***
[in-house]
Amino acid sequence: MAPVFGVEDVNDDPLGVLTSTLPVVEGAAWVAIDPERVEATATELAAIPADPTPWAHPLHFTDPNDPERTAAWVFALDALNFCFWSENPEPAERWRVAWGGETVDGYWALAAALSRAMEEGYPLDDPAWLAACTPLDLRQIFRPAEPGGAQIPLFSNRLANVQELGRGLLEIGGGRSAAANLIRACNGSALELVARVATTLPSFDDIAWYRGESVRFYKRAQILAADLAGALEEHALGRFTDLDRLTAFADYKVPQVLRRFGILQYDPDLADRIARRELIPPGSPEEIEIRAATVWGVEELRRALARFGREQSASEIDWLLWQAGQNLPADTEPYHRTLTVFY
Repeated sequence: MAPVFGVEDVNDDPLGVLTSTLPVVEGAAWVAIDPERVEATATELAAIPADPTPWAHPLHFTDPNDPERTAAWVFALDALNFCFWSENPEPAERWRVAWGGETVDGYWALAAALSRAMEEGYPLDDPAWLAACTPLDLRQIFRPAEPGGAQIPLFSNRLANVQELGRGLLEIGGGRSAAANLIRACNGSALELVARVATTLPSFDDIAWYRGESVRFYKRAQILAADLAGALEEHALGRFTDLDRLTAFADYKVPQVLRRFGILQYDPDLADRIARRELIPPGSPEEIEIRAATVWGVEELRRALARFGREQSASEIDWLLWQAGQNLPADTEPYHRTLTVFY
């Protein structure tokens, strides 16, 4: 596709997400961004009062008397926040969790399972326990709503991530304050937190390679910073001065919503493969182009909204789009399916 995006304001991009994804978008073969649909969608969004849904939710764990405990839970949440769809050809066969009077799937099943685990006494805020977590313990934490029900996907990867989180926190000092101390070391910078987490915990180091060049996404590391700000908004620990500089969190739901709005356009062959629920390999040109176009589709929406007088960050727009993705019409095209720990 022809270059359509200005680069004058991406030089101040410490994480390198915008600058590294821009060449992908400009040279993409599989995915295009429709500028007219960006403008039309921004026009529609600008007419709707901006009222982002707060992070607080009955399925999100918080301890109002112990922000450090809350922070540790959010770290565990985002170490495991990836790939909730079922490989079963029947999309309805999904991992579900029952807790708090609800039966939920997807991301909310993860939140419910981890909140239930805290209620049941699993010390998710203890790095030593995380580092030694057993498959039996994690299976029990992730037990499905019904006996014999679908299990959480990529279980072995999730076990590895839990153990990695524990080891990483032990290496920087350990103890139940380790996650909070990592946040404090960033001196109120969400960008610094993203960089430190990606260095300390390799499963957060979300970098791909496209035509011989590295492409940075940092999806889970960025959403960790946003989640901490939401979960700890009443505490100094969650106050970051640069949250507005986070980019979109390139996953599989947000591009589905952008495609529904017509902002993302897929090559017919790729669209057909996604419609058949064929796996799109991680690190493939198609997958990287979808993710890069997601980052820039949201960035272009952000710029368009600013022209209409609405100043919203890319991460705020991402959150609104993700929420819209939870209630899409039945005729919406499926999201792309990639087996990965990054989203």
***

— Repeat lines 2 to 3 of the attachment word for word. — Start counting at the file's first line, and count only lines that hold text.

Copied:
Amino acid sequence: MAPVFGVEDVNDDPLGVLTSTLPVVEGAAWVAIDPERVEATATELAAIPADPTPWAHPLHFTDPNDPERTAAWVFALDALNFCFWSENPEPAERWRVAWGGETVDGYWALAAALSRAMEEGYPLDDPAWLAACTPLDLRQIFRPAEPGGAQIPLFSNRLANVQELGRGLLEIGGGRSAAANLIRACNGSALELVARVATTLPSFDDIAWYRGESVRFYKRAQILAADLAGALEEHALGRFTDLDRLTAFADYKVPQVLRRFGILQYDPDLADRIARRELIPPGSPEEIEIRAATVWGVEELRRALARFGREQSASEIDWLLWQAGQNLPADTEPYHRTLTVFY
Repeated sequence: MAPVFGVEDVNDDPLGVLTSTLPVVEGAAWVAIDPERVEATATELAAIPADPTPWAHPLHFTDPNDPERTAAWVFALDALNFCFWSENPEPAERWRVAWGGETVDGYWALAAALSRAMEEGYPLDDPAWLAACTPLDLRQIFRPAEPGGAQIPLFSNRLANVQELGRGLLEIGGGRSAAANLIRACNGSALELVARVATTLPSFDDIAWYRGESVRFYKRAQILAADLAGALEEHALGRFTDLDRLTAFADYKVPQVLRRFGILQYDPDLADRIARRELIPPGSPEEIEIRAATVWGVEELRRALARFGREQSASEIDWLLWQAGQNLPADTEPYHRTLTVFY